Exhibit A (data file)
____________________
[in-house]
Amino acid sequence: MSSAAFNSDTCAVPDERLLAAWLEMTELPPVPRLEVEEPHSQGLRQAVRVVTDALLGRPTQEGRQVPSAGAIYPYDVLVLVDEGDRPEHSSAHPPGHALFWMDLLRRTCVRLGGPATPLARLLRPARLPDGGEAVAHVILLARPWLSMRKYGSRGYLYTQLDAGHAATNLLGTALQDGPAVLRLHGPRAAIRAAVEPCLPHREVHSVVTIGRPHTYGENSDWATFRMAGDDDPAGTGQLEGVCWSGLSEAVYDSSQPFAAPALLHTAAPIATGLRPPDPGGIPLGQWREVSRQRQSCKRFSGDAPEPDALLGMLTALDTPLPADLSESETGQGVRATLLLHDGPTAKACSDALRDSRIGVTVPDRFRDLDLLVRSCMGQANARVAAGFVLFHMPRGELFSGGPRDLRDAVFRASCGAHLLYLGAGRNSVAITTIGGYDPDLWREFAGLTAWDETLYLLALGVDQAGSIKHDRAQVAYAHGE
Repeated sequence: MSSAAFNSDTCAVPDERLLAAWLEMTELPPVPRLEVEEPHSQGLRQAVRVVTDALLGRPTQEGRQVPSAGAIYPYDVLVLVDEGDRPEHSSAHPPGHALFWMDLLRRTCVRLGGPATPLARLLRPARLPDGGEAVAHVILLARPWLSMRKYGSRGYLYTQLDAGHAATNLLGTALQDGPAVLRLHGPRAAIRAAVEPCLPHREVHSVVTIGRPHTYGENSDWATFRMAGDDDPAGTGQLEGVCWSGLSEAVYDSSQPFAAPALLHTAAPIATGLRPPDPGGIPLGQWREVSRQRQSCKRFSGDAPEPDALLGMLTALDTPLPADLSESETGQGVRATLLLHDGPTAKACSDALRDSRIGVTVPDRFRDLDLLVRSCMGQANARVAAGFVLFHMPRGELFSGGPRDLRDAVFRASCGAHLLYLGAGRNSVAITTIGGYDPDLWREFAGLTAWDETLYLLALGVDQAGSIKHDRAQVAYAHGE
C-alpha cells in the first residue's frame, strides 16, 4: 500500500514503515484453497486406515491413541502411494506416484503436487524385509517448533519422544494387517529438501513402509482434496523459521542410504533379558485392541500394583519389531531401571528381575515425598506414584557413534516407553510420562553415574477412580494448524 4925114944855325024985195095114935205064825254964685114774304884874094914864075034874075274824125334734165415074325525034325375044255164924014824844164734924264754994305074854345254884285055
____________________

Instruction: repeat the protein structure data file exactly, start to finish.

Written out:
[in-house]
Amino acid sequence: MSSAAFNSDTCAVPDERLLAAWLEMTELPPVPRLEVEEPHSQGLRQAVRVVTDALLGRPTQEGRQVPSAGAIYPYDVLVLVDEGDRPEHSSAHPPGHALFWMDLLRRTCVRLGGPATPLARLLRPARLPDGGEAVAHVILLARPWLSMRKYGSRGYLYTQLDAGHAATNLLGTALQDGPAVLRLHGPRAAIRAAVEPCLPHREVHSVVTIGRPHTYGENSDWATFRMAGDDDPAGTGQLEGVCWSGLSEAVYDSSQPFAAPALLHTAAPIATGLRPPDPGGIPLGQWREVSRQRQSCKRFSGDAPEPDALLGMLTALDTPLPADLSESETGQGVRATLLLHDGPTAKACSDALRDSRIGVTVPDRFRDLDLLVRSCMGQANARVAAGFVLFHMPRGELFSGGPRDLRDAVFRASCGAHLLYLGAGRNSVAITTIGGYDPDLWREFAGLTAWDETLYLLALGVDQAGSIKHDRAQVAYAHGE
Repeated sequence: MSSAAFNSDTCAVPDERLLAAWLEMTELPPVPRLEVEEPHSQGLRQAVRVVTDALLGRPTQEGRQVPSAGAIYPYDVLVLVDEGDRPEHSSAHPPGHALFWMDLLRRTCVRLGGPATPLARLLRPARLPDGGEAVAHVILLARPWLSMRKYGSRGYLYTQLDAGHAATNLLGTALQDGPAVLRLHGPRAAIRAAVEPCLPHREVHSVVTIGRPHTYGENSDWATFRMAGDDDPAGTGQLEGVCWSGLSEAVYDSSQPFAAPALLHTAAPIATGLRPPDPGGIPLGQWREVSRQRQSCKRFSGDAPEPDALLGMLTALDTPLPADLSESETGQGVRATLLLHDGPTAKACSDALRDSRIGVTVPDRFRDLDLLVRSCMGQANARVAAGFVLFHMPRGELFSGGPRDLRDAVFRASCGAHLLYLGAGRNSVAITTIGGYDPDLWREFAGLTAWDETLYLLALGVDQAGSIKHDRAQVAYAHGE
C-alpha cells in the first residue's frame, strides 16, 4: 500500500514503515484453497486406515491413541502411494506416484503436487524385509517448533519422544494387517529438501513402509482434496523459521542410504533379558485392541500394583519389531531401571528381575515425598506414584557413534516407553510420562553415574477412580494448524 4925114944855325024985195095114935205064825254964685114774304884874094914864075034874075274824125334734165415074325525034325375044255164924014824844164734924264754994305074854345254884285055